Review: ‘Faro’s Daughter’ by Georgette Heyer

December 5, 2017 Review 0

I missed this one in my chronological reread of Heyer’s Regency romances because it’s actually set in the 18th century, but apart from the occasional mention of brocade coats and lace frills and sac dresses, it’s indistinguishable from the other romances. The hero is the usual world-weary older man, arrogant to the point of rudeness. The heroine is the spirited and independent sort, not quite the Grand Sophy or Serena from Bath Tangle, but along those lines. There are not one but two doe-eyed ingenues, and one callow buck, so we are on familiar ground here.

Here’s the premise: gaming club hostess Deborah Grantham has attracted the attention of young Adrian Maplethorpe, who fancies himself in love. Believing Deb to be a fortune hunter, Adrian’s trustee Max Ravenscar sets off to get rid of her. First he tries to bribe her, but she is so insulted that she refuses, and so sets in train a series of escalating reprisals between the two.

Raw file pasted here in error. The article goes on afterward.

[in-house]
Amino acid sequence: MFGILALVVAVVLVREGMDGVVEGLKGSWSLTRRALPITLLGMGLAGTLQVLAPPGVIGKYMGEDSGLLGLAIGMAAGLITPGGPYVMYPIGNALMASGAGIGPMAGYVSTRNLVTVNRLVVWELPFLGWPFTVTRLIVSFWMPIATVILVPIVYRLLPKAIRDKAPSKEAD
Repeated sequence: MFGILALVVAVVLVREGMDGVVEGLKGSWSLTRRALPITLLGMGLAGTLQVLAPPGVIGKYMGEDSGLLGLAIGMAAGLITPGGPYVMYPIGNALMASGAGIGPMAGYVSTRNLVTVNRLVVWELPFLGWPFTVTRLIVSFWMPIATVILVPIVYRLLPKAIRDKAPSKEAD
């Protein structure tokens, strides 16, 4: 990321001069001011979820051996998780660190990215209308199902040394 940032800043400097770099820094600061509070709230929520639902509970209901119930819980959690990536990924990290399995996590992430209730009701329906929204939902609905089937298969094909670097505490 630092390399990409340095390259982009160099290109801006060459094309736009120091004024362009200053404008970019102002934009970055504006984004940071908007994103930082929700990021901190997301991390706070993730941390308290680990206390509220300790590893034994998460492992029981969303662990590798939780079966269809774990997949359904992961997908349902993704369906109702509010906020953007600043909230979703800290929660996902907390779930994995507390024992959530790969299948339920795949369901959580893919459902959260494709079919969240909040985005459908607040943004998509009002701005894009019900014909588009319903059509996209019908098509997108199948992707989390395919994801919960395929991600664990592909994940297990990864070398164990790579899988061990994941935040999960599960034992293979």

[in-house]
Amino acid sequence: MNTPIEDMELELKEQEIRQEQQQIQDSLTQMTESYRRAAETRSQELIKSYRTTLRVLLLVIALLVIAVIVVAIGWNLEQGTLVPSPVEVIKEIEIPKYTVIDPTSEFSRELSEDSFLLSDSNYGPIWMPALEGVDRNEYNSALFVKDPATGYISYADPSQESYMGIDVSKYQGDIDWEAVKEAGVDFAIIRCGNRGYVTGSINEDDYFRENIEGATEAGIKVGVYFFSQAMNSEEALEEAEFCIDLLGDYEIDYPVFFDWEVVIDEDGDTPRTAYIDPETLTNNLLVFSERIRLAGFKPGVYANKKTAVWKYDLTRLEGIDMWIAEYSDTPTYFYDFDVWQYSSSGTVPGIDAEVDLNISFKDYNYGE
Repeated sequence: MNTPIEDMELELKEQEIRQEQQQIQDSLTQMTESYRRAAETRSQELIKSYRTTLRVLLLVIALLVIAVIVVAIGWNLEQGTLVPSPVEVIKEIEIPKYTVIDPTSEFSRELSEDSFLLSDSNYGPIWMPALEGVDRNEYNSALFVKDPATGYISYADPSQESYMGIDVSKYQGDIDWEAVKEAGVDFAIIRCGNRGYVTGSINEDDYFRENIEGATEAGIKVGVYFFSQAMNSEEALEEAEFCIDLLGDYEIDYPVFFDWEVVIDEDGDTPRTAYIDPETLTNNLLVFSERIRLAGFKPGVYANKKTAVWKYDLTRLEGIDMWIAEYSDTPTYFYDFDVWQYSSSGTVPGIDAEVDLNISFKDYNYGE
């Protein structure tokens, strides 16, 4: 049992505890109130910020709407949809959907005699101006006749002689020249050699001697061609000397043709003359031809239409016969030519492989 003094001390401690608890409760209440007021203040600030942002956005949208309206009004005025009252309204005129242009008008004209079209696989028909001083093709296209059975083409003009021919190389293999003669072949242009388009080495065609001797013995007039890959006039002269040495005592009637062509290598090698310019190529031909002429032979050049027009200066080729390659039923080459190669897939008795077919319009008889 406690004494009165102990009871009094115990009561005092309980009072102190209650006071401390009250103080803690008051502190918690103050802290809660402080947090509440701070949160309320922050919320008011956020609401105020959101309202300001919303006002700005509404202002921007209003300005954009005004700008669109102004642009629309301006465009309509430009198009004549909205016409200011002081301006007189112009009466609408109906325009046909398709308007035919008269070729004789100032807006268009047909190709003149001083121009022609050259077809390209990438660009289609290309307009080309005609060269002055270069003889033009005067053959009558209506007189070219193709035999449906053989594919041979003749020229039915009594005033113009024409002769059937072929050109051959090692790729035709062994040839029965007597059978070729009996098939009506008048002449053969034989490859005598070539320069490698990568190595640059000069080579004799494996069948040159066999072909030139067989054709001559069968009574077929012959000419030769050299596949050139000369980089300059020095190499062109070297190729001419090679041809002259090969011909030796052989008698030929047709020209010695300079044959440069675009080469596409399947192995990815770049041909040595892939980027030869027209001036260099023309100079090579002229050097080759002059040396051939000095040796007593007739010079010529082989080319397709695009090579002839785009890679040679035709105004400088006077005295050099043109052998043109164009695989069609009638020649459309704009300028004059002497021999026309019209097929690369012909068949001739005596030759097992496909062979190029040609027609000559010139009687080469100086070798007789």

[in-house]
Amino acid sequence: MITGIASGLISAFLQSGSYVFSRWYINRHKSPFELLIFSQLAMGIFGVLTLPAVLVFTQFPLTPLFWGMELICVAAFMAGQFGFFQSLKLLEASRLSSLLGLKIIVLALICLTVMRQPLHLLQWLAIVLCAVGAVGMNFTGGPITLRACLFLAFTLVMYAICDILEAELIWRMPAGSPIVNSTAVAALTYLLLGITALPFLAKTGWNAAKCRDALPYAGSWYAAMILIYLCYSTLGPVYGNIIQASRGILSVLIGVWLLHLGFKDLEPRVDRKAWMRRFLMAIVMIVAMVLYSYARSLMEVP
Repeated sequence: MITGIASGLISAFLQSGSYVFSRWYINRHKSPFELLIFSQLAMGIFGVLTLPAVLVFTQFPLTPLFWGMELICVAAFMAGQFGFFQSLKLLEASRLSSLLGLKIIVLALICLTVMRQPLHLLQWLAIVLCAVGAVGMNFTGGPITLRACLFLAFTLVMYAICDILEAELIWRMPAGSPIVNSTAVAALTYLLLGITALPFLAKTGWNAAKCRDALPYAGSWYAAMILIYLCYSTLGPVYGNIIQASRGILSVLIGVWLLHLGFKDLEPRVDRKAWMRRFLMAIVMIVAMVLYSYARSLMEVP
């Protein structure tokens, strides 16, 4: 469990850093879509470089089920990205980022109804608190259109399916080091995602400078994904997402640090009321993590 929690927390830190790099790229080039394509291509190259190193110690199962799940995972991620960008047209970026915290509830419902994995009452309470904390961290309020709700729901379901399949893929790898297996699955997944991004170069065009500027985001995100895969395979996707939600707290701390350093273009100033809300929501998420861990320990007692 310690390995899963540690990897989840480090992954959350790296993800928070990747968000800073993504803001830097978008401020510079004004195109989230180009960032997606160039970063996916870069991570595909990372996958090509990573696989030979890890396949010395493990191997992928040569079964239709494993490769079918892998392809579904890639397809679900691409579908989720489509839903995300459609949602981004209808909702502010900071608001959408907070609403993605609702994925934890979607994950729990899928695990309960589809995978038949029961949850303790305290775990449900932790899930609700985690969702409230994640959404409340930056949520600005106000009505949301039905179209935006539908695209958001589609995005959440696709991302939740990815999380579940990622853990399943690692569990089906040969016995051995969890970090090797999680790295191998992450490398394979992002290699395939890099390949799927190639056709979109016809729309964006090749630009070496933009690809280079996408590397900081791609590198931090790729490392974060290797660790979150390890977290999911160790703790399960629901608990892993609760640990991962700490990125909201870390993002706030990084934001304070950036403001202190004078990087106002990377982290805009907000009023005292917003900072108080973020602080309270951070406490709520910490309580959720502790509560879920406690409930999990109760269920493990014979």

These are not my favourite Heyer characters, by any means, but the story was so entertaining and laugh-out-loud funny that I loved it anyway. The whole wine cellar incident is just sublime. There was only one wobbly moment right at the end, where the hero confesses his love and tells her he wants to marry her, and she’s so angry at him she just can’t stop shouting at him. That makes her seem like too silly for words. Could she not at least have had a wait-what? moment, and stopped shouting long enough to recognise the fundamental change in their relationship?

But ultimately, one doesn’t read Heyer for the rational behaviour of her heroines (or heroes either), so this is another five star read for me.

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